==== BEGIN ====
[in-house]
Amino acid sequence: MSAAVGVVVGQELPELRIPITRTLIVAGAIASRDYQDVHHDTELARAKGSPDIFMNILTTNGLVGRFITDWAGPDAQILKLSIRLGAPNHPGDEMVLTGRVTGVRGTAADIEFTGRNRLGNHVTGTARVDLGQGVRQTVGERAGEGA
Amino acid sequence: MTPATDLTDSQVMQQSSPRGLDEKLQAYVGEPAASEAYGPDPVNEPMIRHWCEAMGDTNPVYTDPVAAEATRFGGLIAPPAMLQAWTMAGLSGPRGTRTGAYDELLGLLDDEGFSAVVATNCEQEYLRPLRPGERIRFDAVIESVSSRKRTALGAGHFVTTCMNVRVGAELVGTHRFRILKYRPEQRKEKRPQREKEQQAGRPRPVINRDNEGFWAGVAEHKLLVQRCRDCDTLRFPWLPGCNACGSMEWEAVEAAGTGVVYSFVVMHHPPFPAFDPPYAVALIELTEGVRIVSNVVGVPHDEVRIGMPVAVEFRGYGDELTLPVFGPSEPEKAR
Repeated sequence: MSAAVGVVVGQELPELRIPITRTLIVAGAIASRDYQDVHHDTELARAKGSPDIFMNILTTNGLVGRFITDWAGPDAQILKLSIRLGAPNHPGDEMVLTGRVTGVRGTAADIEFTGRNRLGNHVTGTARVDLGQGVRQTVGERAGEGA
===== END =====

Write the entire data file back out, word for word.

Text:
[in-house]
Amino acid sequence: MSAAVGVVVGQELPELRIPITRTLIVAGAIASRDYQDVHHDTELARAKGSPDIFMNILTTNGLVGRFITDWAGPDAQILKLSIRLGAPNHPGDEMVLTGRVTGVRGTAADIEFTGRNRLGNHVTGTARVDLGQGVRQTVGERAGEGA
Amino acid sequence: MTPATDLTDSQVMQQSSPRGLDEKLQAYVGEPAASEAYGPDPVNEPMIRHWCEAMGDTNPVYTDPVAAEATRFGGLIAPPAMLQAWTMAGLSGPRGTRTGAYDELLGLLDDEGFSAVVATNCEQEYLRPLRPGERIRFDAVIESVSSRKRTALGAGHFVTTCMNVRVGAELVGTHRFRILKYRPEQRKEKRPQREKEQQAGRPRPVINRDNEGFWAGVAEHKLLVQRCRDCDTLRFPWLPGCNACGSMEWEAVEAAGTGVVYSFVVMHHPPFPAFDPPYAVALIELTEGVRIVSNVVGVPHDEVRIGMPVAVEFRGYGDELTLPVFGPSEPEKAR
Repeated sequence: MSAAVGVVVGQELPELRIPITRTLIVAGAIASRDYQDVHHDTELARAKGSPDIFMNILTTNGLVGRFITDWAGPDAQILKLSIRLGAPNHPGDEMVLTGRVTGVRGTAADIEFTGRNRLGNHVTGTARVDLGQGVRQTVGERAGEGA